|The Presets - My People|
|Written by Carlisle Rogers|
|Friday, 28 March 2008|
The Presets’ Kim Moyes talks excessive touring, the end of the world and the new album with 3D’s Carlisle Rogers.
I know this girl who can never remember what the Presets look like, and I always tell her, “Remember those guys we saw on the video screen at the bowling alley, pumping the air with their fists? One of them was wearing fingerless black leather gloves…” and then she remembers.
In a musical landscape where everything has been done, then put in a blender, and done again, the Presets have come up with a whole sound all their own. Their long-awaited second album, Apocalypso, takes another bite from their dystopian musical outlook, but this time it tastes a lot more accessible, and sounds better and better the more you turn it up. It gathers all the sprawling crescendos of Midnight Juggernauts’ debut and the viscera of electro and condenses and compresses them into a kind of acid techno vacuum tube.
Moyes, one half of those great album cover stars alongside Julian Hamilton, says the sophomore record was created all over the globe over the last year or so.
“We made the album over about a year in a few different places,” he says. “We worked at a studio on a farm in Byron Bay for a couple of weeks to start writing. We did quite a bit of work when we were on tour. We were based in Berlin for the European festivals tour last June/July. And we both have project studios at home. We did most of the recording ourselves and finished the songs in a friend’s studio and had it all mixed in LA. So it’s quite a geographically broad record.
“I think we’ve just gotten sharper in the studio. I would hope that with each record we progress in all the elements of music making. I think we’ve gone up a couple of notches with this record and I’m happy with it. We use a lot of synthesizers, we use a lot of found sounds, percussion sounds and we record a lot of sounds. We use a lot of drum machines, and whatever we can get our hands on. We try to be as interesting as possible. We have quite a broad musical history and we know a few sounds. We try to bring them into what we do. We are not trying to do anything innovative or life changing. We just use what we know. I have a history of classical percussion, and there are a few exotic instruments you can pull there, and synthesisers have an unlimited amount of sound possibilities. We have a good grip on traditional instruments.”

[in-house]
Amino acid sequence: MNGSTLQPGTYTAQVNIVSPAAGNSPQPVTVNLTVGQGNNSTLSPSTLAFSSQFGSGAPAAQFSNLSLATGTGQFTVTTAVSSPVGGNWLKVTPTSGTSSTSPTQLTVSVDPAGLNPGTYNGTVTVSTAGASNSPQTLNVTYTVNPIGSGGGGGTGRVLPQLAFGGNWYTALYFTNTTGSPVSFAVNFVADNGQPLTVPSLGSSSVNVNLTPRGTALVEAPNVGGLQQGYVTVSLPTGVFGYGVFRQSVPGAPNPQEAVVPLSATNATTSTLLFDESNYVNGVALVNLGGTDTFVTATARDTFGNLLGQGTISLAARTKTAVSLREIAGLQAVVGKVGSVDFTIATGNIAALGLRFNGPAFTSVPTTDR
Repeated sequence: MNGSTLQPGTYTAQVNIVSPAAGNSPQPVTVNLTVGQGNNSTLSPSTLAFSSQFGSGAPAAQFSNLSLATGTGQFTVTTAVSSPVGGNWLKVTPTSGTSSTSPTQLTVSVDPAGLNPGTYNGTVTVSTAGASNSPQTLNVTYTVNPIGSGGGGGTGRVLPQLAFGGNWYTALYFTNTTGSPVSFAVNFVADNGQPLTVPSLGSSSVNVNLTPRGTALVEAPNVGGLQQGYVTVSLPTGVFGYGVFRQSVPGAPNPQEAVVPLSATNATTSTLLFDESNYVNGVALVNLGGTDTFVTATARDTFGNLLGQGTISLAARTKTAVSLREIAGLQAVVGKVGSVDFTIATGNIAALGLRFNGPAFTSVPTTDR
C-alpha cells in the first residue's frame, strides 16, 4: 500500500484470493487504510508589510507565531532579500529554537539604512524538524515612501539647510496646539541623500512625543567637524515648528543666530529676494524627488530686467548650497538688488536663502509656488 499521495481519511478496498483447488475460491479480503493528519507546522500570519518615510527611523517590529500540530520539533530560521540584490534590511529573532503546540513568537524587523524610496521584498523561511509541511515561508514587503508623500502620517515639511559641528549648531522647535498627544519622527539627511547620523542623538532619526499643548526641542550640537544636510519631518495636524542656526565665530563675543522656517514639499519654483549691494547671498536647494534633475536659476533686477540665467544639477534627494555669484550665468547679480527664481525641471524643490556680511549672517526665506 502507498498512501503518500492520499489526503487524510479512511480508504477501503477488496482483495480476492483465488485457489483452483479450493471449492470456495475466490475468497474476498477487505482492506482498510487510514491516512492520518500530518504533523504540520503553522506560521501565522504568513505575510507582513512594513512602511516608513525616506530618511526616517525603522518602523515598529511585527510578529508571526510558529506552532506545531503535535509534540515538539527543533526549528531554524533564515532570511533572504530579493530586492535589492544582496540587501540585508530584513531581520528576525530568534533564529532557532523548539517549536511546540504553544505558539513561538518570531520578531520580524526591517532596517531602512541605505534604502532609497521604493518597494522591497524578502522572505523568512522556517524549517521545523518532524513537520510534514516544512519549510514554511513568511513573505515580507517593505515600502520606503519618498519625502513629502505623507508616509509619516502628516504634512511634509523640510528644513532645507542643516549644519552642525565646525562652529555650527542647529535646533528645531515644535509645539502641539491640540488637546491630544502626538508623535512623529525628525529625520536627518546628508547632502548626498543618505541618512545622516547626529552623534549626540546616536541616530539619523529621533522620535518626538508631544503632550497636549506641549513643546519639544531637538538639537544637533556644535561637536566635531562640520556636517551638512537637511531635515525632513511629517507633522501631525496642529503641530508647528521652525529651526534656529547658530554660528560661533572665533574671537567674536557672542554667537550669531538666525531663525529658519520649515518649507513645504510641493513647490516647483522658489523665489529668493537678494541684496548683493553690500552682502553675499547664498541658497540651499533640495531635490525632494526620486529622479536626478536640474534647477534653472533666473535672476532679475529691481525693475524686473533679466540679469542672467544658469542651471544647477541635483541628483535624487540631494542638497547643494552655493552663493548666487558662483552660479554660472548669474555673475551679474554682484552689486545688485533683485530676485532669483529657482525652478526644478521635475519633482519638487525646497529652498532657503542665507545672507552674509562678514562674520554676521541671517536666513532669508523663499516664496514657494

For the last two years Moyes and Hamilton have been travelling almost constantly, taking the show on the road. Moyes says one of the things they have learned throughout it all, is that you can’t quite party all the time. But they definitely tried.
“We are coming home for the V Festival and we’ll stay there a month, then to the US for a month to tour. You are born used to this life. I think you have to have a certain high threshold for pain. It is certainly not for the faint hearted. It’s about having the energy to just keep doing it. It is a very tiring job with all the late nights. Not even just partying, but physically late nights with late shows and not much sleep before you have to go somewhere else. You have to have a bit of extra drive or something. So we’ll be back here in June to do a big tour, and we’ll probably be touring for the next couple of years. When we first started touring it was all about getting drunk and having a bit of a party and all. After a while you get over it and you realise that your body can’t keep up with it. These days we amuse ourselves by trying to find really great food wherever we go. That is especially challenging in the UK. We have been trying to find great little delis, organic places and restaurants. We have been reading the papers in every country we go to. We go to see movies whenever we get a chance to have some time off. Nothing too rock n roll.
“When we first started touring, we were excited about going to all of these places, meeting people, going to after parties, taking lots of drugs, and after a while you get over the shallowness of it all. We just try to stick with each other and make it as painless as possible. It gets lonely, so you have to make the most of it. It is a weird life. Every night you’re getting really hyped up playing, and then all of a sudden it’s finished and what do you do? You have this adrenalin rush and it’s tempting to go out and have a party, but you have to save yourself for the next night.”
On stage the guys have been earning their keep, combining the kind of musicianship most DJs sneer at (because they can’t) with the kind of crowd-pleasing mentality that only electronic artists seem to be able to master really well these days.
“I play drums and Julian sings,” Moyes says, “we play keyboards and we perform. We have a light show, we create a show. We just did the Laneway festivals, and we only played two new songs and they went down really well. We played My People and another song that opens the record called Kicking and Screaming and nobody had heard that and it went down really well. In Europe we have been playing five new songs and they’ve been going well. I’m looking forward to getting more of the new stuff into the set because it’s really fresh for us and we’ve been playing the old stuff for a few years now.”
WHO: The Presets
WHAT: Apocalypso through Modular/Universal / Play Enmore Theatre
WHEN: Out 12 April / Friday 13 June
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